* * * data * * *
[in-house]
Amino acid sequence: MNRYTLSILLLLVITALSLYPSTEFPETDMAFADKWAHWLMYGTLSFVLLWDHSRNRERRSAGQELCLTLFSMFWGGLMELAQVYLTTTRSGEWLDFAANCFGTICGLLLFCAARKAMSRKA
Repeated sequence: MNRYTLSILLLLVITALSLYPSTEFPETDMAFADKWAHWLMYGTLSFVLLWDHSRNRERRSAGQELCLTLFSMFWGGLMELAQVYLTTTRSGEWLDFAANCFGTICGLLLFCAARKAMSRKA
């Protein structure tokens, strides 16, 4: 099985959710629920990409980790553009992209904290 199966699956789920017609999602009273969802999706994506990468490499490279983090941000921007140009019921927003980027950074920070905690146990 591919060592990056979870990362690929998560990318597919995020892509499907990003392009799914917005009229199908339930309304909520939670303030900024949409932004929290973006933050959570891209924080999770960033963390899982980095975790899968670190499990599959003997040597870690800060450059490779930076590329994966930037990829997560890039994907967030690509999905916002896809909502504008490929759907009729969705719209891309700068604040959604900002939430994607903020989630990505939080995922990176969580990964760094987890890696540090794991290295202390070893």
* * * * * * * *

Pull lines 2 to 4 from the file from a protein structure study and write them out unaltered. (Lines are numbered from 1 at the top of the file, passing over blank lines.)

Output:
Amino acid sequence: MNRYTLSILLLLVITALSLYPSTEFPETDMAFADKWAHWLMYGTLSFVLLWDHSRNRERRSAGQELCLTLFSMFWGGLMELAQVYLTTTRSGEWLDFAANCFGTICGLLLFCAARKAMSRKA
Repeated sequence: MNRYTLSILLLLVITALSLYPSTEFPETDMAFADKWAHWLMYGTLSFVLLWDHSRNRERRSAGQELCLTLFSMFWGGLMELAQVYLTTTRSGEWLDFAANCFGTICGLLLFCAARKAMSRKA
């Protein structure tokens, strides 16, 4: 099985959710629920990409980790553009992209904290 199966699956789920017609999602009273969802999706994506990468490499490279983090941000921007140009019921927003980027950074920070905690146990 591919060592990056979870990362690929998560990318597919995020892509499907990003392009799914917005009229199908339930309304909520939670303030900024949409932004929290973006933050959570891209924080999770960033963390899982980095975790899968670190499990599959003997040597870690800060450059490779930076590329994966930037990829997560890039994907967030690509999905916002896809909502504008490929759907009729969705719209891309700068604040959604900002939430994607903020989630990505939080995922990176969580990964760094987890890696540090794991290295202390070893």